When you wake up in the morning, you never know what the day will bring. An unexpected call from Howard changed a lot of things that day. He had a 2005 Dodge Grand Caravan, with only 14,000 miles, single owner and it was equipped with an electric wheelchair ramp and lowered floors. Considering we had a 2000 full size Chevy van, extended roof, 98,000 miles and a hydraulic lift, we were thrilled. Upon further investigation, the van was being sold by a son whose father had recently passed away.
That son had been the youth counselor to my disabled daughter as she was growing up, so the idea that she could get and make good use of his father’s van made the sale more tolerable in his sadness. The deal was made and after new tires, a major detailing and paint job, my daughter’s new vehicle was road worthy.
Howard has serviced both families’ cars for many years and his insight and advise on this sale/purchase was invaluable. The subsequent picture says it all because, “that’s how she rolls!”
What was our world like just fifty years ago in 1966? The Cold War was still very scary. The Vietnam War was escalating. NASA was busy, but we had not yet put a man on the moon. Although pop history tends to emphasize the fringiest elements of the counter-culture, most Americans were hard-working and patriotic, committed to traditional values and alarmed by the news.
Barriers were broken in 1966. Robert Weaver became the first African-American cabinet member when President Lyndon Johnson appointed him to head the Department of Housing and Urban Development. Bobbi Gibb became the first woman to run the Boston Marathon. Neil Armstrong and David Scott completed the first docking in space aboard the Gemini 8 spacecraft. Texas Western won the NCAA basketball championship with the help of five African-American student-athletes.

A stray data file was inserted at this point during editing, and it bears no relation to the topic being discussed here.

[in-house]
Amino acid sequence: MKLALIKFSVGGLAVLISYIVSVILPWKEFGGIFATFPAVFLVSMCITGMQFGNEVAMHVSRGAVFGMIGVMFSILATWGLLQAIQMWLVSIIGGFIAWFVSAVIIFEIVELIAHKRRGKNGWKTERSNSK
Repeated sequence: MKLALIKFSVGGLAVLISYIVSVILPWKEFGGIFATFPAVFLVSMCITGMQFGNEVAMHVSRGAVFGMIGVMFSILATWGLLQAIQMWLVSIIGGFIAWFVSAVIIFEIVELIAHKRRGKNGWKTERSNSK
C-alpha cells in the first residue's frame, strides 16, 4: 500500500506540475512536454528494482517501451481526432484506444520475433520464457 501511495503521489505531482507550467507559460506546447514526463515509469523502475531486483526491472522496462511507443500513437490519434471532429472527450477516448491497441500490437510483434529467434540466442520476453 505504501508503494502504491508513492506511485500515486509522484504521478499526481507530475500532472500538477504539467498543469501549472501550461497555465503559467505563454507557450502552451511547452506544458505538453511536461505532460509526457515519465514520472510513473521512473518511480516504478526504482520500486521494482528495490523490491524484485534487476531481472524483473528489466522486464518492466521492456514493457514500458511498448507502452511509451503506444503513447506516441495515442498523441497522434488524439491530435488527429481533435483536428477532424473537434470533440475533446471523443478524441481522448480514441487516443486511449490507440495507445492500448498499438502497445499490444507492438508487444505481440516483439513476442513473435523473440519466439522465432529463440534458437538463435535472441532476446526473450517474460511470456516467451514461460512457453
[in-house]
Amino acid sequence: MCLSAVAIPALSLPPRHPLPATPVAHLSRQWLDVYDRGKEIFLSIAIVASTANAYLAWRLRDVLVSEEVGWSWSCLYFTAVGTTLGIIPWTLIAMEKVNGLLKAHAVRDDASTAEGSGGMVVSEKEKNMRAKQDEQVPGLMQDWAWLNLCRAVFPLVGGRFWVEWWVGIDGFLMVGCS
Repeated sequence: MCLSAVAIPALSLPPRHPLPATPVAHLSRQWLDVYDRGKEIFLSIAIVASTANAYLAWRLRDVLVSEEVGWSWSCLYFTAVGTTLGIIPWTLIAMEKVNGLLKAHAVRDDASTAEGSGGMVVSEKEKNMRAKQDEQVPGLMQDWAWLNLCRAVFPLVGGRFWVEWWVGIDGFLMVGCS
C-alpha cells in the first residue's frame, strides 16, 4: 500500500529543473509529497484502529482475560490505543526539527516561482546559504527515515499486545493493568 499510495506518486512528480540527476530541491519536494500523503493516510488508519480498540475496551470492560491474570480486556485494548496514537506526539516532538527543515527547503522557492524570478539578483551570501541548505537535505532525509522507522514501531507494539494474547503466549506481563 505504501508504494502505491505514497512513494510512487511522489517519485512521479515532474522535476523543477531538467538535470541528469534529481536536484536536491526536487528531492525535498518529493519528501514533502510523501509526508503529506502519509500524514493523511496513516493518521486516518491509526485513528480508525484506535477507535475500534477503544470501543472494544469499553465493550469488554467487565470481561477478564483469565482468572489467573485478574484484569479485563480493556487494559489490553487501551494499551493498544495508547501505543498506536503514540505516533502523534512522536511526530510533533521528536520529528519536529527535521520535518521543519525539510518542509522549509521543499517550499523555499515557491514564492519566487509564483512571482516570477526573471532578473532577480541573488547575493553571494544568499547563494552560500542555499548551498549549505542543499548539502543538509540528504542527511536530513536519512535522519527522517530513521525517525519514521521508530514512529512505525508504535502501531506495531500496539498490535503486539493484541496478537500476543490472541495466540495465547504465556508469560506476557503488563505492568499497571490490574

The Baltimore Orioles won the World Series in baseball. The champions of the National Football League were the Green Bay Packers. The Boston Celtics were the National Basketball Association champions, and the Montreal Canadiens won the Stanley Cup in hockey.
1966 was also the end of an era. Walt Disney died in December while producing The Jungle Book, making that the last animated feature he personally supervised.
“A Man for All Seasons” won the Academy Award for Best Picture. “Bonanza” was the most popular television program. The year opened with Simon and Garfunkel’s “Sound of Silence” at number one on the Billboard pop chart, and it ended with “I’m a Believer” by the Monkees at the top. Popular Christmas and birthday gifts included new toys and games like Twister, Spirograph and Barrel of Monkeys.
United Airlines invited us to “Fly the Friendly Skies.” Burger King urged its customers to “Have it Your Way.” Captain Kirk of the Starship Enterprise said, “Beam me up, Scotty,” and John Lennon said that the Beatles were “bigger than Jesus.”
1966 was also a banner year for drivers in Brevard County, Florida because that is the year that Cassels Garage opened in West Melbourne. We are a family-owned shop well equipped to provide routine maintenance or do major repairs on your car. We have been serving Brevard County since 1966.